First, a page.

Debra Jean (Whipple) Williamson, 69, of Brooksville, Florida, passed November 18, 2023, on a beautiful Saturday afternoon after an epic, two-year battle with acute myeloid leukemia that she almost won.
She was born February 23, in Madison, Ohio, to the late Roy and Winnie Whipple, who preceded her in death by just four months. Debbie is a graduate of Madison High School’s Class of 1972. She married David Williamson in 1977 and moved to Redington Shores, Florida. Aside from a few years in Tallahassee, Orlando, Ft. Lauderdale, and Georgia, she happily lived the majority of her life in the Tampa Bay Area.
Debbie worked various jobs while raising her children, including as a preschool teacher, elementary school P.E. teacher, healthcare facility receptionist, and special education teaching assistant. With her kids grown, she leaned into her creative side and worked as the floral manager for Winn Dixie for over two decades, where she was frequently ranked among the top floral departments across the company before retiring in 2020. Her creativity extended to extravagant designs for cakes and baked goods.
Debbie enjoyed life through a diversity of passions and lots of laughing. She was a connoisseur of chocolate, dragonfruit refreshers, and burrito bowls. She was an experienced traveler, having explored Indonesia, Malaysia, Germany, France, and the Bahamas, although she was perfectly content to spend a late morning on any of the Pinellas County beaches or sing Cat Stevens songs by the pool. She was masterful at Plants vs. Zombies but admittedly less so with her own garden. She spent a lot of time with her family, doing outings, sleepovers, holiday and birthday planning, sunsets, impromptu parties, and doting over her grandchildren. She even coached and played third base for a women’s softball team.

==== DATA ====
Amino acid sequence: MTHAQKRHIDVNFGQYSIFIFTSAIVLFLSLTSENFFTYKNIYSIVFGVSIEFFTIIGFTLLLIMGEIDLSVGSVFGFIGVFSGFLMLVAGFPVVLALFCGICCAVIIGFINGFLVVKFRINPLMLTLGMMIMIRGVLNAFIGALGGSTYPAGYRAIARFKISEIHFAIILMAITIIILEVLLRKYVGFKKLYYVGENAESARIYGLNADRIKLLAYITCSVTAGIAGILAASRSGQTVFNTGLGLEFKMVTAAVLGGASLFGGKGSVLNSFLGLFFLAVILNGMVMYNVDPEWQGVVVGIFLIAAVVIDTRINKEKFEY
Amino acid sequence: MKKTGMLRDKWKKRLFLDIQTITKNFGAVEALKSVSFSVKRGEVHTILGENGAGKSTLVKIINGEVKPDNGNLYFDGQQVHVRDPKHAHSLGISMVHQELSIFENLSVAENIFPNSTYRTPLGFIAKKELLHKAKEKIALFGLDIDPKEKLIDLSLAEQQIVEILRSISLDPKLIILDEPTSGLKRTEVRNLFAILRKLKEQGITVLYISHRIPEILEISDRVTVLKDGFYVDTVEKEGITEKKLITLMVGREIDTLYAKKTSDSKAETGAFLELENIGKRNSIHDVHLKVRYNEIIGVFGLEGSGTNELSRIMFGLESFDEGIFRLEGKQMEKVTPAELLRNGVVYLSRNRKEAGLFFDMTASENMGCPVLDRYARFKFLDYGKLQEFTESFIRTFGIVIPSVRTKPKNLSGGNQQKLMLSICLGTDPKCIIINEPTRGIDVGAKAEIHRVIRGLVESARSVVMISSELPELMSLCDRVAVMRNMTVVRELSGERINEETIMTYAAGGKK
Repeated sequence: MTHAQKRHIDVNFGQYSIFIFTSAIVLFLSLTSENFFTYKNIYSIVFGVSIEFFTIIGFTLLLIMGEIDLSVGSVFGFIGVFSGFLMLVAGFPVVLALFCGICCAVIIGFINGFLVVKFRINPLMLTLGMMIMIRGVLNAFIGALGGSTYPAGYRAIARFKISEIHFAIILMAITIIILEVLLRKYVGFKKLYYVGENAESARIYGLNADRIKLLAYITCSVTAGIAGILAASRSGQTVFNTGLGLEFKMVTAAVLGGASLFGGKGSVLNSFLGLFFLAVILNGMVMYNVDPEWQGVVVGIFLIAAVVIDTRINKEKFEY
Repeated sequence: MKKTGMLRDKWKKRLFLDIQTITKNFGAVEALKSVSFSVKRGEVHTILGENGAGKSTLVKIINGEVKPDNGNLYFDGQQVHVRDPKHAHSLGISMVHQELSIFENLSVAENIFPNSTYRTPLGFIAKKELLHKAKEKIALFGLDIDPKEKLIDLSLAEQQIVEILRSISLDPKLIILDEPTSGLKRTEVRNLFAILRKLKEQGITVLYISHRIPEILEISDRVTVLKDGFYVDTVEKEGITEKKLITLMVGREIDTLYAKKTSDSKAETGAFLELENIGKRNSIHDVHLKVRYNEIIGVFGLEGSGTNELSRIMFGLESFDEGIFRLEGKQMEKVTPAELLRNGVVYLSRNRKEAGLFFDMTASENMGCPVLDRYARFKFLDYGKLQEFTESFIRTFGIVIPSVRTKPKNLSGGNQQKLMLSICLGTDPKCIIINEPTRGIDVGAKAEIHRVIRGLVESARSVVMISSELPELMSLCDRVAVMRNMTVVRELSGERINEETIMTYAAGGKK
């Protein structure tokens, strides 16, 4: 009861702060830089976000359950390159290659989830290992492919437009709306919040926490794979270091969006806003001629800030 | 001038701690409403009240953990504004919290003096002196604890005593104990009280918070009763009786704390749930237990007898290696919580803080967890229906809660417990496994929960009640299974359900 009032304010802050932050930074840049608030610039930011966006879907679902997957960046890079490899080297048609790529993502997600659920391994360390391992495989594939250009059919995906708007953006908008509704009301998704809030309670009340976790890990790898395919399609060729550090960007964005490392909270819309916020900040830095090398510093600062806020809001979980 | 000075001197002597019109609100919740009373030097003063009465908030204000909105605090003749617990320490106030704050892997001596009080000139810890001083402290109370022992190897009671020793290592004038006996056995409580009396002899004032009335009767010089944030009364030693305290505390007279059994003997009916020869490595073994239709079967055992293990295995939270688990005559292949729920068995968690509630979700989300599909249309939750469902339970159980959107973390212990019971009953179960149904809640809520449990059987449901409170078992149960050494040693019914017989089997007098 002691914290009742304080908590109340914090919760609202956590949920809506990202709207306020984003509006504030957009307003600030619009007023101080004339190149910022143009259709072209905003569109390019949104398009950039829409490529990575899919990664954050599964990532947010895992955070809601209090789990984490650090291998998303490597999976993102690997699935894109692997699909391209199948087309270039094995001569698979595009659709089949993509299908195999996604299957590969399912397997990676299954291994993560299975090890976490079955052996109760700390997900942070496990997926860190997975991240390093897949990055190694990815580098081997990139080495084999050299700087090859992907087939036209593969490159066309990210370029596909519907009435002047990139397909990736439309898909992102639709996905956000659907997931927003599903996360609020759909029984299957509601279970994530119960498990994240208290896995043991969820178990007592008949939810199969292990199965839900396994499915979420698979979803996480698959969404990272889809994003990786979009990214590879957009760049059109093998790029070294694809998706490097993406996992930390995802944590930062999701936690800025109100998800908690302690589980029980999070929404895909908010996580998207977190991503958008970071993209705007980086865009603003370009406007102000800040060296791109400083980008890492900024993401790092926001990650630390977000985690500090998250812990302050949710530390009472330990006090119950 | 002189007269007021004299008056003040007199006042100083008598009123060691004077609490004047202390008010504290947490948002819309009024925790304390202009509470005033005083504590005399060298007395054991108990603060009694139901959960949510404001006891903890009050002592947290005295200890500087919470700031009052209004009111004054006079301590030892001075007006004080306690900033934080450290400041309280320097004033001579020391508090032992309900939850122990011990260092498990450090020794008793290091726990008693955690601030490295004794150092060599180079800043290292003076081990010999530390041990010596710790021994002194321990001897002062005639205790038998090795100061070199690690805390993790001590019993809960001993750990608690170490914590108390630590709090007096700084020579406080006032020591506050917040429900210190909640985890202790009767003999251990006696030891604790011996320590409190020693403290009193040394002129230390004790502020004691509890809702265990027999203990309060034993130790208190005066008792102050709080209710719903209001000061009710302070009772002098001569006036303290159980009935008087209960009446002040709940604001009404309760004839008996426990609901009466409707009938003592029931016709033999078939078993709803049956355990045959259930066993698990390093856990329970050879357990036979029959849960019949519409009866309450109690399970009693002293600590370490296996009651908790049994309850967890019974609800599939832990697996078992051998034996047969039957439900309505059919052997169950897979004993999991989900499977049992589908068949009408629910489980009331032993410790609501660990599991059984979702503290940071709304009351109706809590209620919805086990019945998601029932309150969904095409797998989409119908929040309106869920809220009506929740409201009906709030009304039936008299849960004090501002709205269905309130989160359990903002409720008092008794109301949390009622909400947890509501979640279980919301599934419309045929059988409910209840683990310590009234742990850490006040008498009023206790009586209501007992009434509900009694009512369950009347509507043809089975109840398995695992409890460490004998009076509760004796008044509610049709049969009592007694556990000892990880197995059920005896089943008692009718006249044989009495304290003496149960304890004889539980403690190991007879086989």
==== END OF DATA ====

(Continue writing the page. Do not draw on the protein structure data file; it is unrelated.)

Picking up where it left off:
She is survived by her husband, Dave Williamson; son, Kris Williamson (Juan); daughter, Kelli Norman (Duane); granddaughters, Madison and Riley Norman; sister, Cheryl Fisher (Rod); brother, David Whipple (Lisa); and her boxer, Harley. She left her friends and family with wonderful memories of her kindness, creativity, commitment to family, and the fun and trouble she frequently got into.
Debbie did not want a funeral service or for her friends and family to mourn too much. Instead, she preferred they have a colorful drink, spontaneously do something exciting, and give her a nod. She would also encourage everyone to donate blood and join the bone marrow donor registry.